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Researchers Tackle the Flu with Virus Simulations


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A fully intact all-atom model of the influenza A H1N1 2009 (pH1N1) viral envelope, containing over 160 million atoms.

University of California, San Diego and University of Pittsburgh researchers developed new molecular virus simulations to help fight the spread of influenza.

Credit: Lorenzo Casalino

University of California, San Diego (UCSD) and University of Pittsburgh researchers have developed new molecular virus simulations to help fight influenza.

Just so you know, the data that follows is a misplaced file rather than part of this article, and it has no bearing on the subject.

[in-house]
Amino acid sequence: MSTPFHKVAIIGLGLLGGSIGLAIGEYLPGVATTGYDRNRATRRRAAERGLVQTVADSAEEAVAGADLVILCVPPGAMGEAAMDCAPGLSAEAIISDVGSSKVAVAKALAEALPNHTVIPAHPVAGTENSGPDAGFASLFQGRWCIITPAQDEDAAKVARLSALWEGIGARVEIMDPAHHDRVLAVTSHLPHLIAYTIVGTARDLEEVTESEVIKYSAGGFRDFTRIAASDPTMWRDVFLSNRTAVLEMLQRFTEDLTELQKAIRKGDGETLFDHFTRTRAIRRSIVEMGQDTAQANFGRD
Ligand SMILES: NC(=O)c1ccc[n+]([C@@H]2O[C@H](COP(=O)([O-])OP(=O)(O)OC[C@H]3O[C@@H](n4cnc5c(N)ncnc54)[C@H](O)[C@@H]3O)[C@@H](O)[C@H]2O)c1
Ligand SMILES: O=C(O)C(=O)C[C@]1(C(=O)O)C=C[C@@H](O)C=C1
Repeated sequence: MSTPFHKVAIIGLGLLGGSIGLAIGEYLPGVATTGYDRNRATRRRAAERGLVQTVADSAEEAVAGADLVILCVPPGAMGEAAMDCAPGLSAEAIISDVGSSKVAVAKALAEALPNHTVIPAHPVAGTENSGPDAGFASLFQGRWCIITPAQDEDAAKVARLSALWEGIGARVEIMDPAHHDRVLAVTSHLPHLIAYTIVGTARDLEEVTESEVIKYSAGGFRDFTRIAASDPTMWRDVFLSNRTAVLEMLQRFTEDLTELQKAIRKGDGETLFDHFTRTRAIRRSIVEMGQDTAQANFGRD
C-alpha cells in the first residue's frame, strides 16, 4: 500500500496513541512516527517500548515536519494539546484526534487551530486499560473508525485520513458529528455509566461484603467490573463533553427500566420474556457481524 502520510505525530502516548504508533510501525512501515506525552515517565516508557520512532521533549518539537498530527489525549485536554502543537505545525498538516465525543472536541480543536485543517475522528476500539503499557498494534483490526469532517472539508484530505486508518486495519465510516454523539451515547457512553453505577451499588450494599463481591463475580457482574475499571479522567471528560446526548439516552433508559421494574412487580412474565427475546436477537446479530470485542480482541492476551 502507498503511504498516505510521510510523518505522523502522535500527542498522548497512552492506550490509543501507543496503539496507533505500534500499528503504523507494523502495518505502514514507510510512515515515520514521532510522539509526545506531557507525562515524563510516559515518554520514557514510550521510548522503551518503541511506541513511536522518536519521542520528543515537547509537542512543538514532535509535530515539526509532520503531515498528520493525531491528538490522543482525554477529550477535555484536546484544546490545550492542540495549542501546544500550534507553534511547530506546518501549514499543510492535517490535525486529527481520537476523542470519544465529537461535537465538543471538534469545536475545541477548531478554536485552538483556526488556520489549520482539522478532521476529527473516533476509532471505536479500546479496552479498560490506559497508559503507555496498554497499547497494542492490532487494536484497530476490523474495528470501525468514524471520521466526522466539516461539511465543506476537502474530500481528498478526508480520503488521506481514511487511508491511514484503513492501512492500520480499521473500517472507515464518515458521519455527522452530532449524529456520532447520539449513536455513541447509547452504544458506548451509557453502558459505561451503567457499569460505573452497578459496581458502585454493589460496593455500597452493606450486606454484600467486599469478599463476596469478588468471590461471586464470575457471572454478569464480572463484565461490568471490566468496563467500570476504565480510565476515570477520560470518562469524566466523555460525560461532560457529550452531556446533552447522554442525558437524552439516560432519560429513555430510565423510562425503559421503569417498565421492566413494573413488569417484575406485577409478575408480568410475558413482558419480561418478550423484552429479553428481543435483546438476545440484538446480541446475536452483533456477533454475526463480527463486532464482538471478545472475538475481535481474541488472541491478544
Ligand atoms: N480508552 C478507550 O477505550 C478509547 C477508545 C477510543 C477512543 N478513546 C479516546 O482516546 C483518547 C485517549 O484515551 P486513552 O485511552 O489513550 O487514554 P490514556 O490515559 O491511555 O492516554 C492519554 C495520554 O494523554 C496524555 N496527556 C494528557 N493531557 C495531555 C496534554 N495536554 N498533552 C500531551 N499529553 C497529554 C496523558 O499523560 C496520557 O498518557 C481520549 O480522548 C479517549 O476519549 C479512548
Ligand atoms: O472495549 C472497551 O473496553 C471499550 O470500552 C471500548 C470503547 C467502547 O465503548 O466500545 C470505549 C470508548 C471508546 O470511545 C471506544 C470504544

The researchers used the Influenza A H1N1 2009 pathogen to analyze two binding sites in the virus' molecular environment, yielding an all-atom, solvated, experimentally based integrative model.

Assembling the simulation required combining different types of experimental data at different resolutions, and the researchers utilized the Blue Waters supercomputer at the University of Illinois at Urbana-Champaign to model atomic movements in the viral envelope.

UCSD's Rommie Amaro said the research could enable a new approach to anti-flu drug development, through its finding "that an often-overlooked so-called 'secondary site' may be the first place the natural substrate of the flu binds."

From UC San Diego News Center
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Abstracts Copyright © 2020 SmithBucklin, Washington, DC, USA


 

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